Having a successful logo is essential to the integrity of your brand. The most successful logos are instantly recognizable, regardless of the context. With that in mind, it’s important to understand the many possible uses for your logo.
Versatility is key when considering variations on your logo. As your business grows, your logo will likely appear on various media including emails, printed labels, tags, stationery, your website, apparel, web ads and sponsorships.
The Single Color Logo
This is the ultimate test of a logo’s strength and versatility. Not only is a single-color option simpler and more instantly readable, but it prepares you for one-color printing for business cards, letterhead, packaging, or faxes and black and white copies. A single-color logo also frees you to easily create rubber stamps, foil embossed labels, embroidered merchandise and laser-cut products.
Two or More Color Variations
Once you have a single-color variation of your logo, adding more colors could be an opportunity to define different business divisions (for example, wholesale or retail), sections within a website, and zones within an office or retail space. Color variations can also be used to bring variety to a system of branded components like icons, printed packaging and patterns. In a nod to their company’s focus on personalized products, the color variations in this Vistaprint identity image allow employees to customize their own business cards and office products.
Icon and Wordmark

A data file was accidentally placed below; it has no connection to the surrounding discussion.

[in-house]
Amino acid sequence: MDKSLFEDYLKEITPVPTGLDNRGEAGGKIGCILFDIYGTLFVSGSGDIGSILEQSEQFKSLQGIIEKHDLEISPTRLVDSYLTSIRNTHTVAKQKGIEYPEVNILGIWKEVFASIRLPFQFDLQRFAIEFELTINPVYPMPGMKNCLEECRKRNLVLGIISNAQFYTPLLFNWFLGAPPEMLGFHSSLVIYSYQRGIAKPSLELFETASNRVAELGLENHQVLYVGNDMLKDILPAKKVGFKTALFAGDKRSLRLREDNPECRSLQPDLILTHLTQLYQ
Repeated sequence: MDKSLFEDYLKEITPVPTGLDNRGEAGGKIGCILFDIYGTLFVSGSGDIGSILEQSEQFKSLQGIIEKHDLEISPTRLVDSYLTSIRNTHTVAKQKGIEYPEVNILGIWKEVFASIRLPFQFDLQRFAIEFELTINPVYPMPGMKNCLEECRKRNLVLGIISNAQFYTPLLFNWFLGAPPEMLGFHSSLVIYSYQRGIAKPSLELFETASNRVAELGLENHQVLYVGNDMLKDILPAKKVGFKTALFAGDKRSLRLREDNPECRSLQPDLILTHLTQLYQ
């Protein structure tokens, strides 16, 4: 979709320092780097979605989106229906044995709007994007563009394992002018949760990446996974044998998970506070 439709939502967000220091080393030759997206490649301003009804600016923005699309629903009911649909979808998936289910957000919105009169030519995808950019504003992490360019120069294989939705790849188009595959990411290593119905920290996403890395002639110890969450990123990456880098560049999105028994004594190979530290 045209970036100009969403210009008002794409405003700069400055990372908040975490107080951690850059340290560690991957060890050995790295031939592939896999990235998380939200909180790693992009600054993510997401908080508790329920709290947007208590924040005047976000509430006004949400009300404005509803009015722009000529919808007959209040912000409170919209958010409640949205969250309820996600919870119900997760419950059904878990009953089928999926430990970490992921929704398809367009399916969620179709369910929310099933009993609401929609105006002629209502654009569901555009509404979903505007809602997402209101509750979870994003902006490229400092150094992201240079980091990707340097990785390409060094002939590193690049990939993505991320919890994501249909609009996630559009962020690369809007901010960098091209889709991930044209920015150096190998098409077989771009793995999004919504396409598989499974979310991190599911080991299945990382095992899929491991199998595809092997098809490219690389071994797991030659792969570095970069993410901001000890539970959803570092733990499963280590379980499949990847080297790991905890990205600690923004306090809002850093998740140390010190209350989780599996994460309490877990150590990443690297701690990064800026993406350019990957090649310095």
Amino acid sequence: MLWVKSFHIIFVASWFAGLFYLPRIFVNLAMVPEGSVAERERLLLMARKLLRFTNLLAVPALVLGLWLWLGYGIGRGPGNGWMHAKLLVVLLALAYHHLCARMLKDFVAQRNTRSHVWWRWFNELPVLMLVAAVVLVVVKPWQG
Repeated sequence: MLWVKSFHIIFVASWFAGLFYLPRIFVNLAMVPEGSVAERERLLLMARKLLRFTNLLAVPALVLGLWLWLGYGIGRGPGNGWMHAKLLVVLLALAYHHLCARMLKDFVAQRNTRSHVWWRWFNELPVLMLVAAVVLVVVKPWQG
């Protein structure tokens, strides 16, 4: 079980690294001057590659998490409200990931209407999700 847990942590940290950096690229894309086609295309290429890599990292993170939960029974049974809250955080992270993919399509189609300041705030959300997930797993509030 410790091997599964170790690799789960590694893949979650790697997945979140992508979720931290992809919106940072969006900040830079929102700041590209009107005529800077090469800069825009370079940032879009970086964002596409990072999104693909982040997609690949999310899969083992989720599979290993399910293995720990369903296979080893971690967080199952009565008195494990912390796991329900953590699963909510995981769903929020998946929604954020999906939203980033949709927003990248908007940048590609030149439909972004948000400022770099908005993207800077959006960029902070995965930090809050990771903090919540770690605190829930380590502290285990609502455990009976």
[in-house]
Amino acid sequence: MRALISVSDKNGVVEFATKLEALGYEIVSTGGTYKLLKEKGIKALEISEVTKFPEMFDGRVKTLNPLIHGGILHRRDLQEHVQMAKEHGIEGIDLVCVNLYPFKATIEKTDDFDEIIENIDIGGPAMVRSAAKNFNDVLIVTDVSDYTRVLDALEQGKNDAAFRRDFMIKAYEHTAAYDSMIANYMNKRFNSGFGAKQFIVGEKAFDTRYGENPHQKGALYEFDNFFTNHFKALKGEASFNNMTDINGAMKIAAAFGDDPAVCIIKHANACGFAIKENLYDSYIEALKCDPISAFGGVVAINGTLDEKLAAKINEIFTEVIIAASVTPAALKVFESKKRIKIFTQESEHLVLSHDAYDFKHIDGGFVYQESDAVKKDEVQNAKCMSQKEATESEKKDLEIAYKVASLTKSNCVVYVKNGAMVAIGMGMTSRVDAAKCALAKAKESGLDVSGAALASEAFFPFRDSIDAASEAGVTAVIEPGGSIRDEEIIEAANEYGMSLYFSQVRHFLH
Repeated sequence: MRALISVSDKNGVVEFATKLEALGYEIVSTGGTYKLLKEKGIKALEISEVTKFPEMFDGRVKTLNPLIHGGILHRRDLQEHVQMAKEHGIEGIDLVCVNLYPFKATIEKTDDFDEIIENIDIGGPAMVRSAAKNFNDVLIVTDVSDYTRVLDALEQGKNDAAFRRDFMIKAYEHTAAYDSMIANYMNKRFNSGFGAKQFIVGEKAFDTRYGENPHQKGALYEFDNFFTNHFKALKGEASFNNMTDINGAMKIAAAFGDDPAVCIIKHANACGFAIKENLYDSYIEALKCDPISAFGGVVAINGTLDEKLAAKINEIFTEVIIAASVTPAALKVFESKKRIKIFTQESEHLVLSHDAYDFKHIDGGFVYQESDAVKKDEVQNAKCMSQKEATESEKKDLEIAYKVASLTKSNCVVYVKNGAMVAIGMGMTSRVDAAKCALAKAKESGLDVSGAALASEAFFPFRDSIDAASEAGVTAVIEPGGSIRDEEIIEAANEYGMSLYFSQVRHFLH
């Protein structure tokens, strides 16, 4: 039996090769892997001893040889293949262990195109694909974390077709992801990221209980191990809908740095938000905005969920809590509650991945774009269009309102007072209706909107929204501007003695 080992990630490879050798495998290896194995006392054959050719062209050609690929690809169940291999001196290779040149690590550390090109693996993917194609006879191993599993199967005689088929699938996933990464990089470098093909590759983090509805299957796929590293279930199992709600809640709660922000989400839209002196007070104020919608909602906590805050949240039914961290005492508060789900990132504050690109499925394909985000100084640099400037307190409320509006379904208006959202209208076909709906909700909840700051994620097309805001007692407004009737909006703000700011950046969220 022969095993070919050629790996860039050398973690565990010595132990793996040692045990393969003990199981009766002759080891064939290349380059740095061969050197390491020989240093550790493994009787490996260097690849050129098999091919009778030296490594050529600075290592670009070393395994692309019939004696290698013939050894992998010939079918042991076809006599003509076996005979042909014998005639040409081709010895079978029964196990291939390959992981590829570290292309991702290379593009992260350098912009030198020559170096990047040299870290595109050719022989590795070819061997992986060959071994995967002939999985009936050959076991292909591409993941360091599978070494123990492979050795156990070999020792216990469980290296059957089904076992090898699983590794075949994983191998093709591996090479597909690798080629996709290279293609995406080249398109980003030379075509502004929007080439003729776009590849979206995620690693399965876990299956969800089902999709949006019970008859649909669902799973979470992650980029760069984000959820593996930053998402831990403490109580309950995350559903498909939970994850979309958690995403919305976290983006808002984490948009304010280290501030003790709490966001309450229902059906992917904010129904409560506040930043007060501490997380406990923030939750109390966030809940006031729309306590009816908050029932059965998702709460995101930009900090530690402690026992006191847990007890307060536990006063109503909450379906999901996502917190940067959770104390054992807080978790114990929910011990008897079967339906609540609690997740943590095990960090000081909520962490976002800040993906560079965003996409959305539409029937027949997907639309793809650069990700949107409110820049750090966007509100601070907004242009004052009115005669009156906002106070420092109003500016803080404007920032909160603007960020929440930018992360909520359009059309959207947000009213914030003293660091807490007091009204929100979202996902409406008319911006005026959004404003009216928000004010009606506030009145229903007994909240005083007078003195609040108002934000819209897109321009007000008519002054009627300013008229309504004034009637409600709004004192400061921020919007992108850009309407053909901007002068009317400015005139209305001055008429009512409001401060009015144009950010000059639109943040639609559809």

Brands with a distinctive wordmark (the typography) and icon (the visual symbol) benefit from using these elements together or individually to represent their brand. Varying the lockup – that is, the arrangement of the components of a logo – will help your brand work in different media. A stacked, centered layout works well on labels and signage, but a horizontal layout may be best in the header of a website, in a banner ad, or on the spine of a printed brief or annual report. The Blue Goose branding is an excellent example of these icon and wordmark variations.
This variation provides a compact logo option for applications where space is at a premium. Monogram logos often combine the initials of a person or company’s name and create an elegant ‘signature’ for your business that’s as versatile as it is classic. A monogram works well as a repeating pattern for packing tape, wrapping paper, signage and wallpaper.
In conclusion, having a few logo variations can take your brand to the next level by improving its versatility and defining its personality. Your logo can start with something as simple as a single color, and grow to incorporate a colorful array of marketing materials and promotions.